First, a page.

Home Impact producer Challenges impact pig sector but ‘reason to remain hopeful’

Challenges impact pig sector but ‘reason to remain hopeful’


Tough market conditions persist in the pork sector, but there are reasons to remain hopeful, according to new analysis from Quality Meat Scotland (QMS).

Although the pace of price declines for hog producers has eased since peaking in the fall, industry data continues to highlight serious challenges for producers and processors.

However, the acquisition of Quality Pork Processers Ltd in Brechin by Browns Food Group could help alleviate some of the current challenges facing the sector.

Iain Macdonald, senior economic analyst at QMS, notes that downward pressure in the pork market continues.

“The standard price for GB pork (SPP) fell below 138p/kg in the last week of January, leaving it 1.9% below the same week of 2021 while at just under 142p /kg, the price of carcasses weighing 70-104.9kg was down 0.5%.

“Reflecting that market conditions had also been challenging at the start of 2021, the SPP trailed its five-year average by almost 7%.”

The downward pressure in the pork market came from the inability of the processing sector to increase production to handle an increased supply of finished hogs.

“This production constraint has been driven by a lack of skilled workers, with changes to UK immigration rules after leaving the EU making it more difficult to recruit overseas.

“In the meantime, domestic workers tend to favor careers in other sectors, such as online retail warehousing,” Macdonald said.

In June 2021, England’s Agricultural Census reported a 6% year-on-year increase in fattening pigs, with a 2% increase reported in Scotland.

“Yet, at UK level, slaughter fell slightly from a year earlier between June and the end of the year. This has resulted in a backlog of ready-to-slaughter hogs on farms, with low competition for these hogs leading to lower market clearing prices.

“Furthermore, the delayed slaughter meant that fast-growing pigs quickly exceeded target weight ranges, further reducing their value to the producer and processor, as heavy carcasses and their components have fewer markets.”

Newly released December Census results for England showed a much smaller seasonal drop in fattening pigs between June and December than usual, falling 3.5% from a five-year average of 8% .

Mr Macdonald said: “Compared to a more normal seasonal scenario, this suggests that the number of slaughters could have been 177,000 below potential between June and December.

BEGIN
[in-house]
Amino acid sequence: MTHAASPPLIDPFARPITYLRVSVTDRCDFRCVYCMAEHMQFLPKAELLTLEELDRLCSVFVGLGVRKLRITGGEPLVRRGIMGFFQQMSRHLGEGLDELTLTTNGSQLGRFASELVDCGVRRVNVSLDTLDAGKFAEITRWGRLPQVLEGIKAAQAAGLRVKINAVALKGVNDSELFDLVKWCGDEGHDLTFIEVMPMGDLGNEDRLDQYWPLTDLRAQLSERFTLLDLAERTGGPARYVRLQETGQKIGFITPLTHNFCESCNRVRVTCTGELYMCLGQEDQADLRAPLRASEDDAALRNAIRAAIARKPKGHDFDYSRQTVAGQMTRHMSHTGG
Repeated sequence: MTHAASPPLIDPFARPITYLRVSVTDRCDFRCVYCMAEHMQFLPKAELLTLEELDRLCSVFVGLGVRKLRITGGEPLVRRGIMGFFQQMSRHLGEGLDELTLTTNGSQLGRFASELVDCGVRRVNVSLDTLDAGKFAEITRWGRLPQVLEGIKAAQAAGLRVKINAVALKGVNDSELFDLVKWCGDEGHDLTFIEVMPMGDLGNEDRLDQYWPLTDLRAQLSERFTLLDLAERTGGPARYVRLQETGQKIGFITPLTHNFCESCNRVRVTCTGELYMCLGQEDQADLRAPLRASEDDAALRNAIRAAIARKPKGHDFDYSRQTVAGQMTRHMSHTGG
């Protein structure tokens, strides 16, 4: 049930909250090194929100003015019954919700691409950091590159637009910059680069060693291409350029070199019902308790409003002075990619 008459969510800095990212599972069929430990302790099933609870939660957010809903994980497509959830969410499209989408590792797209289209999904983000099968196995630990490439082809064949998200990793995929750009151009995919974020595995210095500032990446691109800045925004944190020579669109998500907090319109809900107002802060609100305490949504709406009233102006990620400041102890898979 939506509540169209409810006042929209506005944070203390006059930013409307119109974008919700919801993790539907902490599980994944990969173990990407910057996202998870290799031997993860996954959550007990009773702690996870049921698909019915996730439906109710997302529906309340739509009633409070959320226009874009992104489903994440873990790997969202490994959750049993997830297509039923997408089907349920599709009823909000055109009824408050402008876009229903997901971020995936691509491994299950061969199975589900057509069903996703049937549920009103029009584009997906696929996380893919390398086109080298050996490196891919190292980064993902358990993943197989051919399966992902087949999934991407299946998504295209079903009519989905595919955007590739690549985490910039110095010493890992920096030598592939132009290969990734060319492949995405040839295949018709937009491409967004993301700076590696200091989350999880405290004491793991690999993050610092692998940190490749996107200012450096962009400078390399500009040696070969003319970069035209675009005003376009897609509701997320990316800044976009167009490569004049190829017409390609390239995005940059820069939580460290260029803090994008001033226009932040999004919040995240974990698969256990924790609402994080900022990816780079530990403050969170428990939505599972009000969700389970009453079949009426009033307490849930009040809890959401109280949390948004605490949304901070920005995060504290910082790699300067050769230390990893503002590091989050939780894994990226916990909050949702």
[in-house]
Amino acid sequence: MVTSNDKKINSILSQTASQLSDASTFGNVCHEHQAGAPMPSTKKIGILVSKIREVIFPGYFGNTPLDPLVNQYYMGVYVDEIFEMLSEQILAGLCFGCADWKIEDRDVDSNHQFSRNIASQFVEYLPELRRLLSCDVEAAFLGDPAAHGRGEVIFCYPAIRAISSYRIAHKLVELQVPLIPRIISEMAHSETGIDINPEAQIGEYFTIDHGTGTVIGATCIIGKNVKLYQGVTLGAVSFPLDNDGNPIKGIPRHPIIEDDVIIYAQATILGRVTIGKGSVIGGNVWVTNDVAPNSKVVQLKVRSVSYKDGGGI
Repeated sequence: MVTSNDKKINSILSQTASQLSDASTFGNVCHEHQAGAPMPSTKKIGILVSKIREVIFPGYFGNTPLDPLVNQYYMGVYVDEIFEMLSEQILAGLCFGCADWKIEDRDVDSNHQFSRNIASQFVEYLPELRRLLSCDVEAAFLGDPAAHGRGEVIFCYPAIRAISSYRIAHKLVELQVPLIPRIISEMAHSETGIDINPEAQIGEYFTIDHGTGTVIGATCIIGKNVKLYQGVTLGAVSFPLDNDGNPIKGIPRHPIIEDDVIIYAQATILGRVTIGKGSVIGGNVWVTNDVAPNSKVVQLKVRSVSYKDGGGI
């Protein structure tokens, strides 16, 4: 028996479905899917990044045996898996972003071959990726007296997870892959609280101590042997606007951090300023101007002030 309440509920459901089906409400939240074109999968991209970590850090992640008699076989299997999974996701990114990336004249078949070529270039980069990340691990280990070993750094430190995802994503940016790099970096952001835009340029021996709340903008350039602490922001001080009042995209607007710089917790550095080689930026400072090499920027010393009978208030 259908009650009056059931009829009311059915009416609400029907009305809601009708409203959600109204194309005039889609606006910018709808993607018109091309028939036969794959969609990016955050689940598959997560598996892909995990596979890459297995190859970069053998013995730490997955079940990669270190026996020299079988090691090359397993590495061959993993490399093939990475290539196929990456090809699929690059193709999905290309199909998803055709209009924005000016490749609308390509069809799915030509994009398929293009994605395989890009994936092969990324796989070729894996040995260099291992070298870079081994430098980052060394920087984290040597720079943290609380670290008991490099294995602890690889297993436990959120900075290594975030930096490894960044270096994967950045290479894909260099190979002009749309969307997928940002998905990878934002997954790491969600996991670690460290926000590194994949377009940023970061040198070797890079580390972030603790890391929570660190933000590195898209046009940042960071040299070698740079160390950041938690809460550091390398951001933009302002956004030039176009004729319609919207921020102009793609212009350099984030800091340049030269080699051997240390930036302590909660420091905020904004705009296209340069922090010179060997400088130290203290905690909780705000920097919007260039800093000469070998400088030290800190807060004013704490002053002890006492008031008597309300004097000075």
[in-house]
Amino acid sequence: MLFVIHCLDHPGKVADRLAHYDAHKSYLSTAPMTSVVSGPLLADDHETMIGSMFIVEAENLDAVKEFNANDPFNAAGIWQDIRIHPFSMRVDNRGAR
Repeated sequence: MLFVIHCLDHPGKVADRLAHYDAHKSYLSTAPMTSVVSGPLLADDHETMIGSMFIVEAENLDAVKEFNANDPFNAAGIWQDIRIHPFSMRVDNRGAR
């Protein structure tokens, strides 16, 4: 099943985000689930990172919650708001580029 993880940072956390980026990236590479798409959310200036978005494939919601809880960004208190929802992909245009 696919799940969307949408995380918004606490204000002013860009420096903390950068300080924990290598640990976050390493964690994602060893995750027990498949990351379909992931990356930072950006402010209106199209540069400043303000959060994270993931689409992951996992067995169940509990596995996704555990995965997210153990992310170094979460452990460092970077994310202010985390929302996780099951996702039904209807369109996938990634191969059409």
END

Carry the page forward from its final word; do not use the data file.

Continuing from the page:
“The result in England was that the year-on-year increase in slaughter pigs on farms widened to 11% in December.”

In Scotland, results from the December census have not yet been released, but as the number of fattening pigs on Scottish farms was 8% of the English total in June 2021, this could suggest that around 14,000 pigs from less is slaughtered on Scottish farms than the potential over the same period. , bringing GB’s backlog to 191,000.

“In 2022, standard pig slaughter in UK abattoirs reporting prices started the year below its 2021 weekly average, suggesting little progress has been made on the backlog,” said Ms. Macdonald.

Further evidence of market distress and a large backlog comes from an increase in carcass weight since the start of the year, approaching 96 kg.

“In the four weeks to January 29, around 18.2% of standard carcasses weighed at least 105kg, compared to 5.6% a year earlier, and this figure was already at a high level at the start of 2021 due to of a backlog caused by covid-19. slaughterhouse closures at the end of 2020.

“A slight positive for producers is that the increase in carcass weight compensated for the drop in prices per kilo, which resulted in higher average prices per carcass.

“During the last week of January, the price per carcass was 5% higher than last year and 4% higher than its five-year average.

“Nevertheless, that’s before factoring in the cost of production. By late summer and early fall, grain and soybean futures had fallen from early 2021 highs. “said Mr. Macdonald.

“And Defra’s compound feed report for the July-September period had suggested that, although still 13% higher than a year earlier, the cost of pig feed was down slightly in the quarter. .”

Since then, a deterioration in the expected global balance of grain supply and demand has pushed up wheat and barley prices by around 15% and 25% respectively.

Meanwhile, a dry summer in Argentina and Brazil has led to a tighter global soybean supply, pushing the price of soybean meal up about 15% since the fall.

As a result, these higher commodity prices will have trickled down to compound feed prices over the winter, likely pushing them above the levels last reported by Defra from Q3 2021.

More positively for the pig sector in Scotland, a potential recovery in pig slaughter towards the levels seen in 2020 following a change in ownership of the Brechin slaughterhouse.

“This change in ownership also comes with wider benefits to the Scottish economy as pig carcasses will be processed into pork cuts and other pork products at processing sites in Scotland.

“As a result, economic value will be added and employment supported in Scotland rather than at production sites south of the border,” Mr Macdonald concluded.